Why Do Candidates Stay in the Presidential Race?

February 1, 2016

On Monday, December 28th, presidential candidate Martin O’Malley hosted a campaign event in Iowa with a shockingly poor turnout: Only one person showed up. Though a brutal snowstorm was likely a factor, this news still does not bode well for the former Baltimore Mayor who is only expected to receive around 3% of the Democratic primary vote.

 

Results like these bring an interesting question to mind. Why do candidates with little to no chance of winning the presidency decide to stay in the race? Why did Governor Rick Perry withdraw after poor poll results in the first Republican debate while plenty of other candidates with poor poll results have stayed? Currently, HuffPost-Pollmaster predicts that five candidates–Paul, Fiorina, Huckabee, Kasich, and Santorum–will receive less than 3% of the Republican Primary vote. By comparison, Trump is expected to receive over 30% of the vote. Aside from the time and energy wasted if the candidates lose, these campaigns often require tens of millions of dollars. Why go through the effort with the odds so strongly stacked against them?  

 

Running for president is an expensive undertaking. The startup cost of a presidential campaign can average $10 million. If a candidate is still in the race after the Nevada Primary, they have usually spent between $40 and $50 million. But candidates can offset these expenses by properly managing campaign finances. As long as a candidate can continue raising money through Super PACs or other campaign donations to stay out of debt, they often have nothing to lose. Even if their chances of winning are a thousand to one, there is always a small chance of being elected. Rick Perry’s campaign owed millions of dollars in September which was likely the reason he withdrew.

Candidates endure the taxing experience of a presidential campaign because the benefits outweigh the costs.  In many cases, high-profile candidates can use the race as a platform to other political positions. A recent example is Hillary Clinton. When Clinton withdrew from the 2008 presidential race, her campaign was $25 million in debt. Although it took her over four years to repay this debt, she came out on top.  Clinton used her position as the Democratic runner-up to Barack Obama to become Secretary of State in 2009. Today her role as Secretary of State is aiding her 2016 presidential campaign. John McCain also used his successful run in the 2008 presidential campaign to later assume numerous leadership roles in the Senate.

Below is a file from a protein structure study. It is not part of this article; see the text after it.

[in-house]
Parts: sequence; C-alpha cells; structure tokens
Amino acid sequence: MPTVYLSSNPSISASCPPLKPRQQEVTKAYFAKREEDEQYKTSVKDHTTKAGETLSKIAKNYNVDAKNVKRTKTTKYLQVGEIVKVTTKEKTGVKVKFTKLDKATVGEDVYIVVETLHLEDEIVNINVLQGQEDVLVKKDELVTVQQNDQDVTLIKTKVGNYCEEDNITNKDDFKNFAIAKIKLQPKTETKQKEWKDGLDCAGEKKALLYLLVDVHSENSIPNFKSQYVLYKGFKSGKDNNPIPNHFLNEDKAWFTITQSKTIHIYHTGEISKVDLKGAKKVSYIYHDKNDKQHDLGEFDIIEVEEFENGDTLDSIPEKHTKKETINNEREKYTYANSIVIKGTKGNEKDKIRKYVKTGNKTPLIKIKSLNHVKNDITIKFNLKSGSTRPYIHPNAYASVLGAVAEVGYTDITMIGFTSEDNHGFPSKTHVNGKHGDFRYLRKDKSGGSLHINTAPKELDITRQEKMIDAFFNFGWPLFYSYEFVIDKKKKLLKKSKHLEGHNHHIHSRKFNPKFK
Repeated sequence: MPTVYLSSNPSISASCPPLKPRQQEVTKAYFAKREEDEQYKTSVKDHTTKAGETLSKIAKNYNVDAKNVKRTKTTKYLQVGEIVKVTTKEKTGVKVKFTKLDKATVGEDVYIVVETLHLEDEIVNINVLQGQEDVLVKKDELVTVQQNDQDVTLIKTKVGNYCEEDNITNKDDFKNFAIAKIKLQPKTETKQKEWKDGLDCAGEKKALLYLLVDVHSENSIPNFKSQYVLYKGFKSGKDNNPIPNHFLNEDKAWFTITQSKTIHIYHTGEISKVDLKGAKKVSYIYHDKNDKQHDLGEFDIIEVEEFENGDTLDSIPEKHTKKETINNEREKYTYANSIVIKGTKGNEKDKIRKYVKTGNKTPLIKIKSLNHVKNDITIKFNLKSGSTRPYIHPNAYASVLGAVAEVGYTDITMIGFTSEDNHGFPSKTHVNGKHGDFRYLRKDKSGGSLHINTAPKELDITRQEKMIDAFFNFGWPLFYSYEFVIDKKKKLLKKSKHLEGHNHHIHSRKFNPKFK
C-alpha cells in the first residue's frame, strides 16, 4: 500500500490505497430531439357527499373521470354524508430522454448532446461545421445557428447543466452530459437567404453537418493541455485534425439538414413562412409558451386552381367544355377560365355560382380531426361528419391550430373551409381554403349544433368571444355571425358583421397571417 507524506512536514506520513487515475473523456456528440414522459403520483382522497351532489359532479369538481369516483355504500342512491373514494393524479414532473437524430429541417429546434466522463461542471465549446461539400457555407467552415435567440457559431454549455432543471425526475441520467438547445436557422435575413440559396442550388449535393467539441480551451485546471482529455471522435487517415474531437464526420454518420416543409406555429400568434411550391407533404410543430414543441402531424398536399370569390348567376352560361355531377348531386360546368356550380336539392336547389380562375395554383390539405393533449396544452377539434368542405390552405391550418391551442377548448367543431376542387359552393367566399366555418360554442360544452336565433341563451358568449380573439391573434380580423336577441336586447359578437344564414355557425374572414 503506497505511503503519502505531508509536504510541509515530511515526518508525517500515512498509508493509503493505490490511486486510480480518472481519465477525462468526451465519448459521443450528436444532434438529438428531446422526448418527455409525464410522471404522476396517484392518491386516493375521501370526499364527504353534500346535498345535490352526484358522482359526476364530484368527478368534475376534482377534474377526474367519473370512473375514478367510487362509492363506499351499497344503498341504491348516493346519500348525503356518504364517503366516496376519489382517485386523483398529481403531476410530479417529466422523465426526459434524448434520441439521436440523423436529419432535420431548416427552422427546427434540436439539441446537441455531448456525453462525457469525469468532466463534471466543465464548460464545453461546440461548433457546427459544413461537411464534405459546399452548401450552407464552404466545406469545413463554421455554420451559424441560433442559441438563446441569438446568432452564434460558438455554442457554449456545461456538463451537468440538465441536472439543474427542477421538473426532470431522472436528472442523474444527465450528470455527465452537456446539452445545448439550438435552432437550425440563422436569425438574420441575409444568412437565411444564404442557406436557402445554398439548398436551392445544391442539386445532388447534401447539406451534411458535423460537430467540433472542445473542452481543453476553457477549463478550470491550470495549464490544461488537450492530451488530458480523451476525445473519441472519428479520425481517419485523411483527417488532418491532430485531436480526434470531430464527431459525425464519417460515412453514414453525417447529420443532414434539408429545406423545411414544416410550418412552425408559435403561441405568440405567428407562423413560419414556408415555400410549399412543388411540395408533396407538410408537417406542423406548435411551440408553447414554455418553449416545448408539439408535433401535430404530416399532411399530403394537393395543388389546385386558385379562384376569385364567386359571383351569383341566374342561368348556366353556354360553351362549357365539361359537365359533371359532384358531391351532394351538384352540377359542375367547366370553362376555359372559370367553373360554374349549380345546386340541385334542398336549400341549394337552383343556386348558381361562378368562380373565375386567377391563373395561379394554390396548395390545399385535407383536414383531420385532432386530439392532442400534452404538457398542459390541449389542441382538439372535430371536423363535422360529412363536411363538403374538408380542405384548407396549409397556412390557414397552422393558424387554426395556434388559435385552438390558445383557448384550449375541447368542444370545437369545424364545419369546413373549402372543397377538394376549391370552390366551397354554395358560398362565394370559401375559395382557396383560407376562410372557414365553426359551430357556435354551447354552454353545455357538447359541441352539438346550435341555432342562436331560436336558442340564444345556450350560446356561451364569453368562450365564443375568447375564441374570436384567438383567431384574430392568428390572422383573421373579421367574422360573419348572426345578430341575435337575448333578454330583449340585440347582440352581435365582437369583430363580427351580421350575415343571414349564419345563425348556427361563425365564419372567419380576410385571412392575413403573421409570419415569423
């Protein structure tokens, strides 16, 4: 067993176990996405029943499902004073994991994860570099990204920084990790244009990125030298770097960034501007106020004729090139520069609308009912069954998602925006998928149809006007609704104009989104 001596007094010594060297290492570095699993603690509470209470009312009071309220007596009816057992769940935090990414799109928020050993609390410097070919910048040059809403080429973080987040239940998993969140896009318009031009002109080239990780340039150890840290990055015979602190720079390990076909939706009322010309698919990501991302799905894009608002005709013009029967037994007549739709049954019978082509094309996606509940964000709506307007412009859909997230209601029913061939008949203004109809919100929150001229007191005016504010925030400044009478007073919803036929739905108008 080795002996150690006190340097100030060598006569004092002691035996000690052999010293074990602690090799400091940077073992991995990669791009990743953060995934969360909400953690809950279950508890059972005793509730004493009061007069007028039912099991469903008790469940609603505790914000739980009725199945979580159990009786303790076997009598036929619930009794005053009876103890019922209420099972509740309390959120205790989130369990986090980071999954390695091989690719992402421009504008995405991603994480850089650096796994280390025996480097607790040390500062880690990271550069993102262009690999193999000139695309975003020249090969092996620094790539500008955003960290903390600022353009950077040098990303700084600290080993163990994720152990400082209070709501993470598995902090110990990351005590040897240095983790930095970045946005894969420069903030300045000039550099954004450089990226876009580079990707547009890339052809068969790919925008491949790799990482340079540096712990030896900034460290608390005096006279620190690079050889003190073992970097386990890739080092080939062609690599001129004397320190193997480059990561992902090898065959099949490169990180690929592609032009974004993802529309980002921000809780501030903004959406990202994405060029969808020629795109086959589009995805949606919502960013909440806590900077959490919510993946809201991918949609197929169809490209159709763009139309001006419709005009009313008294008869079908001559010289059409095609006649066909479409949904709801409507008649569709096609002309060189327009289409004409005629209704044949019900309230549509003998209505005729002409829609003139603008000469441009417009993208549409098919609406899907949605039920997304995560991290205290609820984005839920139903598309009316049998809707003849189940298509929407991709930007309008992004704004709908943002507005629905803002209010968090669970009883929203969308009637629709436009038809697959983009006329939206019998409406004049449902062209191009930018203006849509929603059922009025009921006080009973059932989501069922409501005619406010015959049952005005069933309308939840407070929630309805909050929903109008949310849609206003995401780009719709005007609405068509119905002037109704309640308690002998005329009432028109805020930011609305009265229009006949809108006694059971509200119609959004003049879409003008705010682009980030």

Sometimes non-political career opportunities arise for candidates after their run. Following his withdrawal from the presidential race in 2008, Governor Mike Huckabee became a talk show host on Fox News. Congressman Newt Gingrich often appears as a Fox News commentator as well. His status as an expert panel member is due in no small part to his 2012 presidential run.  Hosting on any major news network, let alone the highest-rated network in America, provides candidates with more than just a large paycheck.  It provides them with a prominent position in the public eye and the possibility of launching another presidential campaign in the future.

Candidates can also use their campaign as a platform to promote themselves and their stances on various issues. Though Senator Rand Paul ranks near the bottom of most polls, he has used his campaign to gain publicity for his opposition of the Patriot Act extension. Senator Bernie Sanders may not overtake Hillary Clinton in the presidential primaries, but the race has given him a notable platform to advocate his populist economic agenda.

The 2016 presidential election has featured seventeen Republican candidates alone, making it difficult to determine exactly why some candidates choose to stay in the race. One major reason is that candidates can often acquire other positions after a failed presidential run.  These jobs can run the gamut from prominent leadership roles in Congress to positions on major news networks. Another reason is that the presidential race provides candidates with an unparalleled platform to promote their views on major issues. With large populations watching, they have a greater chance of advancing their agenda. Assuming candidates have the necessary financial resources, it is usually in their best interest to stay in the race as long as possible. As the election year comes to a close, most candidates will inevitably withdraw their presidential bid. In the end, however, many will find that the race was well worth their time.

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